You can find reports of new data breaches in the news every day, targeting industries including finance, healthcare, government, social media—and the list goes on. In fact, the first five months of the new year has seen 433 mainstream attacks according to hackmaggedon.com—an average of over 86 cyber attacks a month.
But the European Commission is not taking this lying down; they are taking action against data breaches for the protection of consumers in the European Union (EU). They have enacted the General Data Protection Regulation (GDPR). Proposed in 2012, the GDPR went into effect May 5, 2016 and all companies doing business within the EU—including foreign companies engaged in cross-border data exchange—are expected to comply by May 5, 2018.
The GDPR is intended to unify data protection rules to strengthen security against cyber attacks, which compromise sensitive personal consumer data, including social security numbers, bank account information, health records, and more. The EU is setting the standard for holding businesses accountable for security breaches—which could even lead to fines for future data breaches. If your company doesn’t comply, it could cost you!
Current data shows that businesses are not prepared for the increased threat of cyber attacks or the potential impact to their organization. For example, 50% of businesses worldwide have no countermeasures against a distributed denial of service (DDoS) attack, according to IT Pro. A Ponemon Institute report from 2013 shows that 51% of Global 2,000 companies admit to not having an accurate accounting of their Secure Sockets Layer (SSL) certificates.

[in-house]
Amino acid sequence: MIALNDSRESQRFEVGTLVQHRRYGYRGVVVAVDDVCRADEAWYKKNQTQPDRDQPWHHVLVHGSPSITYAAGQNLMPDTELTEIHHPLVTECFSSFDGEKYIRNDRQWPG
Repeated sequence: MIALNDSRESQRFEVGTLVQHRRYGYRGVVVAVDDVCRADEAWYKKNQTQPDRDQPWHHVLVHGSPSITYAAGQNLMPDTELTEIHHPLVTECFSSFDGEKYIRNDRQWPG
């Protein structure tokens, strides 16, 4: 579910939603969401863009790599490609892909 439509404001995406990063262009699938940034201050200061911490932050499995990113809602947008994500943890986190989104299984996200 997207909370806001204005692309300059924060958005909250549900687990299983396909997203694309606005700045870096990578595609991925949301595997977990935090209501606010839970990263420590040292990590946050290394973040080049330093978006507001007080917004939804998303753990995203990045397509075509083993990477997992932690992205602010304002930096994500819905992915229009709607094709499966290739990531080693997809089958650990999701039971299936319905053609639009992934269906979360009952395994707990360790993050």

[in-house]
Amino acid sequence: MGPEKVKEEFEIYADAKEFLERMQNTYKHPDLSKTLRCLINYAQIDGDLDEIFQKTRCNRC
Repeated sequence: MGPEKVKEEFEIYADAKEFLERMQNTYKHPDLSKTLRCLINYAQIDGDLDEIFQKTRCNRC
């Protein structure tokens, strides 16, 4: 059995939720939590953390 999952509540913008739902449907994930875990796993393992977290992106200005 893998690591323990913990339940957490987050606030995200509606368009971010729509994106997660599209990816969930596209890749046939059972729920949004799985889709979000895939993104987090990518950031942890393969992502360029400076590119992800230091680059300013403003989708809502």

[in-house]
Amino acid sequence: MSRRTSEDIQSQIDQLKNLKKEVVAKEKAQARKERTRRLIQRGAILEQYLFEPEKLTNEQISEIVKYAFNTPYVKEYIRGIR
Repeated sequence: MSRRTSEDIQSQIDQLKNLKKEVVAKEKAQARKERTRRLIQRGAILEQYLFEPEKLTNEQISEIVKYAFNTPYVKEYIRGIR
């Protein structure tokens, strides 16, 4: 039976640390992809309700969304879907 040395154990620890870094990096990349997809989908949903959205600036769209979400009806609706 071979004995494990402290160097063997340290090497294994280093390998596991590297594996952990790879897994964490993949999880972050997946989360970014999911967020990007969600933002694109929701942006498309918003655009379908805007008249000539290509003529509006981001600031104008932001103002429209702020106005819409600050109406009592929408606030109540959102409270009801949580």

Some facts around the GDPR, according to a press release from the European Commission in 2012, are:
- There will be a single set of rules on data protection that will apply across the EU; applicable to personal data handled by companies active in the EU market.
- Consumers will have access to their data, and can better manage individual risk with a “right to be forgotten” caveat that will allow them to delete data they deem unnecessary for a company to retain.
- Penalties for companies out of compliance or who suffer a breach can exceed $1.4 million (£1 million), or 2% of their global annual earnings.
While this has its roots in Europe, it is only a matter of time before the rest of the world follows suit. With this added risk and potential financial impact of cyber attacks, it is imperative that companies start looking carefully at their digital infrastructure (such as their DNS), and the security of their digital assets (such as domain names and SSLs), so they have time to comply.